Topology Optimization Is Not True Generative Design
If you’re in the business of using CAD software for product design and development, you’re likely familiar with topology optimization, a way of optimizing a shape to solve for multiple functional objectives.
Topology optimization takes a 3D design space and whittles away material within it to achieve the most efficient design. The method doesn’t care about aesthetics, traditional approaches, or any other of the design constraints that you would normally use in the design phase. Instead, it produces a single optimal shape of a part or system constrained only by the available design space.
But topology optimization is not a new concept. For years, engineers have used this method to find an optimal distribution of material in a 3D model to meet their goals, such as to reduce mass, avoid a resonance mode, or minimize thermal stress or deformation.
So how are leading industrial design enterprises engineering and designing products faster and smarter in 2019? They are looking at new technology that builds on topology optimization to design the products of the future.
Enter generative design.
Generative design is a way to autonomously generate optimal designs from a set of system design requirements. With generative design, engineers can interactively specify the functional requirements and goals of their design, including preferred materials and manufacturing processes—and the generative engine will automatically produce a manufacture-ready design. The end result is being able to interact with the technology to create superior designs and innovative products more quickly.
Topology optimization and generative design have become buzzwords in the manufacturing and engineering community, but there’s a common misconception in the market that the two are synonymous. With the terms often being used interchangeably, this can create confusion and ambiguity.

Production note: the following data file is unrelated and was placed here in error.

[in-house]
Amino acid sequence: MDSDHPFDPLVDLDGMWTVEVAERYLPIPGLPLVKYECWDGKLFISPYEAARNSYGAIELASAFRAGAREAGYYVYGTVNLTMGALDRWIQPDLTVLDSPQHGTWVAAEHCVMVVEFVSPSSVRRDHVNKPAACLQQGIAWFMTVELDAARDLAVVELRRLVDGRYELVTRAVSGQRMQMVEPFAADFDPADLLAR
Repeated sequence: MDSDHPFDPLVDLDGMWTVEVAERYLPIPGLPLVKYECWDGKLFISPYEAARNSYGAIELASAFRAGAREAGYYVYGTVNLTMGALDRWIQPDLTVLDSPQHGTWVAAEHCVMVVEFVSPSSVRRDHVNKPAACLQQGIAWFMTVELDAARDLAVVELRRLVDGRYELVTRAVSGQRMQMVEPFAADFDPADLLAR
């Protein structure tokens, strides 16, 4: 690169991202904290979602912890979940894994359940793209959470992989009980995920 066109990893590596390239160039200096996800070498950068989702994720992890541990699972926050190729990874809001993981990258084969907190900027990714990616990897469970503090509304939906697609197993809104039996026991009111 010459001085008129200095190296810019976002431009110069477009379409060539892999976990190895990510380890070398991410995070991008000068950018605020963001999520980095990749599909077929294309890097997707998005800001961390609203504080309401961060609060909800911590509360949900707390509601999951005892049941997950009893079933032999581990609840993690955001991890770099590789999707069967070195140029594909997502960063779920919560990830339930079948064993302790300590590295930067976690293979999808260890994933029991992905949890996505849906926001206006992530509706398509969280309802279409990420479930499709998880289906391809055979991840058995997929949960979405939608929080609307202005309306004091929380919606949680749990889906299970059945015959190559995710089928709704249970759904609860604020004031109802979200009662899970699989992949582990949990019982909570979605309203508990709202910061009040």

Let’s take a closer look at the differences between topology optimization and generative design:
Topology Optimization Is a Foundational Technology
Since its inception in the 1990’s, topology optimization has been used to derive an optimal material distribution for a design under given functional usage conditions. It’s an algorithm that reduces the material of an existing object, allowing it to still function as per its original design intent. It has always been a tool used by stress analysts in engineering teams and not designers.
Generative design, a much newer concept, stretches the boundaries of what’s possible using technologies including topology optimization. Generative design enables the designer to make use of technologies like topology optimization. With generative design, the requirements of an imaginary design are specified —and the software will calculate all of the design possibilities that satisfy the specified requirements.
Put simply: Topology optimization converges on a single solution based only on functional objectives, constraints, and loads—solving for one solution at a time. Generative design evolves multiple solutions simultaneously to converge on the best possible set of solutions based on both functional and non-engineering requirements.
In that sense, topology optimization is a foundational technology upon which generative design is built. As engineers increasingly move product design and development into the computational realm, topology optimization serves as a “stepping stone” for generative design to get straight to the best embodiment of a design. It’s a necessary building block for generative design.
Generative Design Helps Design for the Next Generation of CAD
The development of an increasingly digital ecosystem involves investing in innovative technologies to drive business outcomes crucial to success. PTC Creo is 3D CAD software that lets you make higher quality products more quickly.
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